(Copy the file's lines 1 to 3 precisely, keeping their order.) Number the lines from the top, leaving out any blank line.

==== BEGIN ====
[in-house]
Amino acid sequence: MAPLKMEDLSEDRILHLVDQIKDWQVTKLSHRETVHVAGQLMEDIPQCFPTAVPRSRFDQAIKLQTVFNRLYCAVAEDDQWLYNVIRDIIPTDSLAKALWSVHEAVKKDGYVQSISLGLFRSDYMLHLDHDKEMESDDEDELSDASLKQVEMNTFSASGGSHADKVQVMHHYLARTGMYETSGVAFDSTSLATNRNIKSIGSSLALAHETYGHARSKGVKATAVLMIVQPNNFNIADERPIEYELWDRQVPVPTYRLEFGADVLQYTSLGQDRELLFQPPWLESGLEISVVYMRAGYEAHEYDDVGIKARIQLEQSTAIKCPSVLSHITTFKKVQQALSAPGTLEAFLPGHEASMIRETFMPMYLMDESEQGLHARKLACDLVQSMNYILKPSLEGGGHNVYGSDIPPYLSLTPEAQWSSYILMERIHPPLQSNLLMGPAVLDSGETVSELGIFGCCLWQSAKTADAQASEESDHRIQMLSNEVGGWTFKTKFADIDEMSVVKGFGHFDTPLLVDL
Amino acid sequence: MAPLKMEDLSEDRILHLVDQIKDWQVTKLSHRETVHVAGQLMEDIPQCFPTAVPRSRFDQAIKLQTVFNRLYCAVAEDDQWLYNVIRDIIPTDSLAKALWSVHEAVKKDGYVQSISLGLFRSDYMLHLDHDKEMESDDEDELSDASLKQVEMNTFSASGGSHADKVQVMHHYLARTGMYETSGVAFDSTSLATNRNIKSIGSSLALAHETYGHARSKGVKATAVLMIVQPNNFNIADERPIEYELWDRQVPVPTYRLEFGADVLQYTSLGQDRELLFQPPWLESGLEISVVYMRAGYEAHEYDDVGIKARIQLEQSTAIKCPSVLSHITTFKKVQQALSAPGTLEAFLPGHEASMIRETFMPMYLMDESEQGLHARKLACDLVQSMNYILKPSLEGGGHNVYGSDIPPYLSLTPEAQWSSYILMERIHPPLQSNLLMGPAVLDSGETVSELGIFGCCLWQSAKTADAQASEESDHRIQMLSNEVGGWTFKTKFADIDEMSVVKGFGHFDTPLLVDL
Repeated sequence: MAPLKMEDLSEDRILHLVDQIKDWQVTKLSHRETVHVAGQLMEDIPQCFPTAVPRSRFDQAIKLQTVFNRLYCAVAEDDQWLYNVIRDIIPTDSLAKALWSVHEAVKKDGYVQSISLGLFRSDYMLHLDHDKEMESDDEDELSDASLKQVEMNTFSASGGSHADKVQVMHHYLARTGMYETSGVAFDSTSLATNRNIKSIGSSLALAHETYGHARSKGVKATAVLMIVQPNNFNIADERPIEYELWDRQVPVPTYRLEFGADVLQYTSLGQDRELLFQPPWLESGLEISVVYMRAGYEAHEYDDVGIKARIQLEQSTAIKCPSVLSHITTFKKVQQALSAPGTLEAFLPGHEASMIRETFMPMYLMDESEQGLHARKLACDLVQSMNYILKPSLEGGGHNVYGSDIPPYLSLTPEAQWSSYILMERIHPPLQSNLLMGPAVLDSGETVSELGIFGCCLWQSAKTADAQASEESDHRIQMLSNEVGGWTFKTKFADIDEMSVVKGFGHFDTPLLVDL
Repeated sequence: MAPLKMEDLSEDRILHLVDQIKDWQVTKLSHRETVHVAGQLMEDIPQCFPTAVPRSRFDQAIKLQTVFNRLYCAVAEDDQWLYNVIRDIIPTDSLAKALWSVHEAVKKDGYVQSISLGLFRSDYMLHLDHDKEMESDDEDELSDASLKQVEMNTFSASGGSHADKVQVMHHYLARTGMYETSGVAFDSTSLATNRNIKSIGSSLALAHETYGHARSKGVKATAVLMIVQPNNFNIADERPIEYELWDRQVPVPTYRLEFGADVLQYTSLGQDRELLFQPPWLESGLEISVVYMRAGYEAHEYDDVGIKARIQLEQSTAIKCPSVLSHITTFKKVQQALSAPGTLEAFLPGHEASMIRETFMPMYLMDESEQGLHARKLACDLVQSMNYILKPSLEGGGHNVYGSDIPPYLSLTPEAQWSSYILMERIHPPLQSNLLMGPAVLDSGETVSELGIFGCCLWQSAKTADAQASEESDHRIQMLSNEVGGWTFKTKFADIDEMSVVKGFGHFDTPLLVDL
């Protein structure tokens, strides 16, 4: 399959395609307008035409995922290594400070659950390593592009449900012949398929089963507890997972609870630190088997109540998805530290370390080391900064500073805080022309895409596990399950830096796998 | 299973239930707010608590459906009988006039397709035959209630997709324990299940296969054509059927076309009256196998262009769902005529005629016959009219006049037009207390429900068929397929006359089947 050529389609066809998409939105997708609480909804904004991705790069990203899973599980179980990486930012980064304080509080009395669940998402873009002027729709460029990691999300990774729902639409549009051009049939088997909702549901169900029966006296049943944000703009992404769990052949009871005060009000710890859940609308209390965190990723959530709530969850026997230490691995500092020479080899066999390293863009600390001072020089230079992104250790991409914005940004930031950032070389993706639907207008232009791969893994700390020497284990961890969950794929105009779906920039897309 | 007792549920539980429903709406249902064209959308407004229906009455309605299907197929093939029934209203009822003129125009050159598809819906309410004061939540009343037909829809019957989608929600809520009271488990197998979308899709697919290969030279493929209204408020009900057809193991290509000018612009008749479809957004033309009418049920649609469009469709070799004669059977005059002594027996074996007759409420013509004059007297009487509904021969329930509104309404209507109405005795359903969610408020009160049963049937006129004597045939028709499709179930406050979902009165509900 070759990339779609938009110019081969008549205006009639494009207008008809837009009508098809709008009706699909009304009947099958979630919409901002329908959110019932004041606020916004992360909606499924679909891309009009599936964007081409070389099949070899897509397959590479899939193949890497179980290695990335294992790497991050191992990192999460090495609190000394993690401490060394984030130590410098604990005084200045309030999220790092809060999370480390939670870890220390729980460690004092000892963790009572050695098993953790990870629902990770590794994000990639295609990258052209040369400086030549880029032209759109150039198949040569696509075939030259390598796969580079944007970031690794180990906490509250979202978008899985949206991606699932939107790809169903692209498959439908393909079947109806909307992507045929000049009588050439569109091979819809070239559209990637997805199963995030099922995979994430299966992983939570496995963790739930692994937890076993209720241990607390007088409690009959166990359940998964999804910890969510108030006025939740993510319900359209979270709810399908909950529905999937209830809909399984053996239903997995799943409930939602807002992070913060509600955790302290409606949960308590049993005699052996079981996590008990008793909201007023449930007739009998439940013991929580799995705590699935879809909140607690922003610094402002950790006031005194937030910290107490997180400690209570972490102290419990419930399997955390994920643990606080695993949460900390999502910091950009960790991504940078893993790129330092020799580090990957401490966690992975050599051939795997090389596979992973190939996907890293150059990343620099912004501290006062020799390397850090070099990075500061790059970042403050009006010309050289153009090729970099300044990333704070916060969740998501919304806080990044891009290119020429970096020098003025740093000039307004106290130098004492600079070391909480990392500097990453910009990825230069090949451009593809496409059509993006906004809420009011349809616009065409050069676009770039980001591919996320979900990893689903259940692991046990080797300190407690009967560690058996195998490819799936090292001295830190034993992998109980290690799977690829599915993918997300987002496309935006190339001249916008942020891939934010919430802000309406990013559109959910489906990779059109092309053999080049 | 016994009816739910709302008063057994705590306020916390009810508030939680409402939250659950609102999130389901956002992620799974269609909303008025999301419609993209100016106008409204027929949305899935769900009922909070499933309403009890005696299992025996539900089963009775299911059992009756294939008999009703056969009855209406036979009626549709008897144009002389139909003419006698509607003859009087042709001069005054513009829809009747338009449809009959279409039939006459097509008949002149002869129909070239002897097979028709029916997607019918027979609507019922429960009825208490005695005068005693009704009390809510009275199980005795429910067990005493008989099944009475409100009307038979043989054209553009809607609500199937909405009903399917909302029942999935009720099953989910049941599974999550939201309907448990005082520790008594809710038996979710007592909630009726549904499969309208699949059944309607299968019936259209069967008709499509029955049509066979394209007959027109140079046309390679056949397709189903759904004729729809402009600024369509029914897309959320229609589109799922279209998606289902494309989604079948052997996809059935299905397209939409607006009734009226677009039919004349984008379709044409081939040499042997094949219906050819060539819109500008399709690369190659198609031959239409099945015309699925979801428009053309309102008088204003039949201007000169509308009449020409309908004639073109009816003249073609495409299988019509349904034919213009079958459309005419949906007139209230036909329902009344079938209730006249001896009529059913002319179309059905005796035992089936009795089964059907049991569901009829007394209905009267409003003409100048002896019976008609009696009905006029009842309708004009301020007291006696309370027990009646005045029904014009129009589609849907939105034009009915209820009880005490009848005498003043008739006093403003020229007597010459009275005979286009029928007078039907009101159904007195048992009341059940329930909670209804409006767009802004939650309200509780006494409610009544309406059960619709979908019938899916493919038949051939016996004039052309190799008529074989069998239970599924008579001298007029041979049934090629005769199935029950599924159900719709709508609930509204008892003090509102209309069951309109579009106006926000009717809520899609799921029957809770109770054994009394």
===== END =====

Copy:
[in-house]
Amino acid sequence: MAPLKMEDLSEDRILHLVDQIKDWQVTKLSHRETVHVAGQLMEDIPQCFPTAVPRSRFDQAIKLQTVFNRLYCAVAEDDQWLYNVIRDIIPTDSLAKALWSVHEAVKKDGYVQSISLGLFRSDYMLHLDHDKEMESDDEDELSDASLKQVEMNTFSASGGSHADKVQVMHHYLARTGMYETSGVAFDSTSLATNRNIKSIGSSLALAHETYGHARSKGVKATAVLMIVQPNNFNIADERPIEYELWDRQVPVPTYRLEFGADVLQYTSLGQDRELLFQPPWLESGLEISVVYMRAGYEAHEYDDVGIKARIQLEQSTAIKCPSVLSHITTFKKVQQALSAPGTLEAFLPGHEASMIRETFMPMYLMDESEQGLHARKLACDLVQSMNYILKPSLEGGGHNVYGSDIPPYLSLTPEAQWSSYILMERIHPPLQSNLLMGPAVLDSGETVSELGIFGCCLWQSAKTADAQASEESDHRIQMLSNEVGGWTFKTKFADIDEMSVVKGFGHFDTPLLVDL
Amino acid sequence: MAPLKMEDLSEDRILHLVDQIKDWQVTKLSHRETVHVAGQLMEDIPQCFPTAVPRSRFDQAIKLQTVFNRLYCAVAEDDQWLYNVIRDIIPTDSLAKALWSVHEAVKKDGYVQSISLGLFRSDYMLHLDHDKEMESDDEDELSDASLKQVEMNTFSASGGSHADKVQVMHHYLARTGMYETSGVAFDSTSLATNRNIKSIGSSLALAHETYGHARSKGVKATAVLMIVQPNNFNIADERPIEYELWDRQVPVPTYRLEFGADVLQYTSLGQDRELLFQPPWLESGLEISVVYMRAGYEAHEYDDVGIKARIQLEQSTAIKCPSVLSHITTFKKVQQALSAPGTLEAFLPGHEASMIRETFMPMYLMDESEQGLHARKLACDLVQSMNYILKPSLEGGGHNVYGSDIPPYLSLTPEAQWSSYILMERIHPPLQSNLLMGPAVLDSGETVSELGIFGCCLWQSAKTADAQASEESDHRIQMLSNEVGGWTFKTKFADIDEMSVVKGFGHFDTPLLVDL